“Meet the better meat,” invites The Bison Council, and we agree.
Bison is a red meat lover’s dream come true. It provides all the flavor of beef (even more, we think!) without the negatives. You can enjoy succulent steaks without high cholesterol and juicy burgers without all the fat. Bison is lower in fat, cholesterol and calories than even chicken and turkey, and is a great source of iron.
Here’s how bison compares nutritionally with other proteins.
The one catch impacts those who like their meat cooked medium-well. Because it has very low fat content (less fat than turkey!), bison must be eaten rare to medium rare (just the way we like our meat!). Tender and juicy, good bison gets raves from every food lover we know.
If you’re concerned because you don’t like rare beef, we still urge you to try rare bison—in fact, how about bison filet mignon or tenderloin roast for Mother’s Day or Father’s Day?
Here’s how to cook bison.
A bison tenderloin roast. Photo courtesy AllenBrothers.com.
OH GIVE ME A HOME WHERE THE BISON ROAM
Let us interject a quick lesson: Bison and buffalo are not the same animal. They are cousins in the same family and sub-family, but of different genuses—like the dog and the wolf. Here’s how the taxonomy compares among bison, buffalo and cattle, complete with photos.
Bison is a native American animal; buffalo are the water buffaloes of Africa and Asia. The first Europeans to see bison presumed the huge, shaggy beasts to be another type of buffalo, and the misnomer has lasted for centuries, aided and abetted by the U.S. government’s minting of the “buffalo” nickel. Here’s the difference between bison and buffalo.
And it doesn’t help that the unofficial anthem of the American West (and the official state song of Kansas) was/is “Home On The Range.” The poem, written in the early 1870s in Kansas, was set to music, and the rest is tuneful—if inaccurate—history.
Bison once ranged over most of the North American continent: from the Rockies all the way to the East Coast (hence the city of Buffalo, New York), from Mexico north to the Northwest Territories of Canada.
Most American students learn the tragedy of the bison: how the great natural herds were slaughtered to the brink of extinction in the 1870s and 1880s by commercial hunters and sports hunters. The near-extinction also caused the demise of many Native American tribes, who relied on the bison for food, clothing, coverings for their lodges, sinew for bow strings, tools and fuel.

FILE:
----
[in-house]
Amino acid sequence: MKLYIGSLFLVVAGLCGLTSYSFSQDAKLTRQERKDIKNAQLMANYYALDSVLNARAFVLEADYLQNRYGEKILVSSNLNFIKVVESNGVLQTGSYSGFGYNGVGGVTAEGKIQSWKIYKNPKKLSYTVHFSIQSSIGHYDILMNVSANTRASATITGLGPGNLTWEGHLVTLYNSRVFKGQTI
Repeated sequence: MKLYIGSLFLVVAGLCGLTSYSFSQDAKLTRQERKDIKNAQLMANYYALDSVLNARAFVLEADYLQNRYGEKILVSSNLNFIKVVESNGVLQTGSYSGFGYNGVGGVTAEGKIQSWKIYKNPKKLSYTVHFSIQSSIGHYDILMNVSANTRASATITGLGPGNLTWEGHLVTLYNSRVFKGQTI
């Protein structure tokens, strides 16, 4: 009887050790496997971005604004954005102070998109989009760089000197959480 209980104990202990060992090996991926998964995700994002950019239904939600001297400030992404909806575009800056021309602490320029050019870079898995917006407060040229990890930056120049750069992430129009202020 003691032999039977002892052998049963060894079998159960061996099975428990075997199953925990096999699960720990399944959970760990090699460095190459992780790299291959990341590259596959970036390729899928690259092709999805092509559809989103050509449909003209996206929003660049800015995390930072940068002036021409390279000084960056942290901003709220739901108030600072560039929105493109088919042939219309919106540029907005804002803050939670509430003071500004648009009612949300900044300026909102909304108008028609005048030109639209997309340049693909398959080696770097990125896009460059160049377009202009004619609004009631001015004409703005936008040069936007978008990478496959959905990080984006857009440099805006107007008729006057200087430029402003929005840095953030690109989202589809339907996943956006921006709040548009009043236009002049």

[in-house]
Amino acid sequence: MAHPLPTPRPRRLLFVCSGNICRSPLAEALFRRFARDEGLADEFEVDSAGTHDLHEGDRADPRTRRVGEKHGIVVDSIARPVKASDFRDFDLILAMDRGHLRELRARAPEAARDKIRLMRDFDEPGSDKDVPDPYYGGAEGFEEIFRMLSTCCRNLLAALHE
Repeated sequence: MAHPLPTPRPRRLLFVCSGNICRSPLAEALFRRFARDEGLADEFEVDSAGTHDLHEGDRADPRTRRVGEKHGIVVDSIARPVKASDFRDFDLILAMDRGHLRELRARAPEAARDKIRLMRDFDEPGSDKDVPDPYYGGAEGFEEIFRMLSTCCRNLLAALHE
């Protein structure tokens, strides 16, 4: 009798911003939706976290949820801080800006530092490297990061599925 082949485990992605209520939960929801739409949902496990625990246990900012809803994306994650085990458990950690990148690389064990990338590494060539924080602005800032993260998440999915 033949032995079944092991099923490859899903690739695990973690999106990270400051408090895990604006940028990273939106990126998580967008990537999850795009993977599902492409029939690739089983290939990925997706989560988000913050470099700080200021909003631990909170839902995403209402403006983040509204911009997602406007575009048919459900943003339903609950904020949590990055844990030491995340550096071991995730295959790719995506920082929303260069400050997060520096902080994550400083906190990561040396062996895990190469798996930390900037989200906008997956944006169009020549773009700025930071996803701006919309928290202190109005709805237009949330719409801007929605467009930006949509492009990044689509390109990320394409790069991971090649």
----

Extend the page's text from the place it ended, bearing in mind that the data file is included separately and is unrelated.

By 1889, the few remaining animals were saved by the combined efforts of William Hornaday, Director of the New York Zoological Park (now the Bronx Zoo) and a small group of private ranchers. In 1905, the American Bison Society was formed to save the bison and provide protect rangeland for the animals. In 1907, some offspring of the bison saved by Hornaday became the nucleus of the present-day herd of 600 in the Wichita Mountains Wildlife Refuge.
Fast forward to the late 20th century: In the 1970s an 1980s, as the high cholesterol content of beef was raised as a health issue, the search for better meat options led to the bison.
Today, the estimated 75 million North American bison of the mid-1800s are greatly reduced but thriving, with an estimated 500,000 animals. They live on approximately 4,000 privately owned commercial ranches; about 15,000 wild bison are free-ranging on protected lands. [Source: Wikipedia]
The bison is the largest land mammal to roam North America since the end of the Ice Age. It is a descendant of ancient animals that crossed the Bering Strait land bridge some 300,000 years ago. Americans can once again see magnificent herds of this noble heritage beast.
A bison burger, with Gorgonzola blended into
the patty. Photo courtesy Wisconsin Milk
Bison is available in cuts similar to those of beef. You’ll find:
You can can replace bison in any recipe, from chili and meat balls to kabobs and stir frys. Check out the wealth of beautiful bison recipes from The Bison Council.
Always look for bison that is 100% USDA certified. Many cuts are also American Heart Association certified—it’s that good for you.
THE BISON COUNCIL
Just as some beef is tough and some is celestial, so it goes for bison. To have that heavenly bison experience, you need to buy from a good butcher, who buys from a top rancher.
The Bison Council is dedicated to the promotion, preservation, and stewardship of the North American Bison. Members pledge to maintain the highest standards and ideals of animal care and husbandry, sustainability, food safety, purity of ingredients and quality of finished consumer products.
Charter members include:
The website is a wealth of information about bison. Take a look!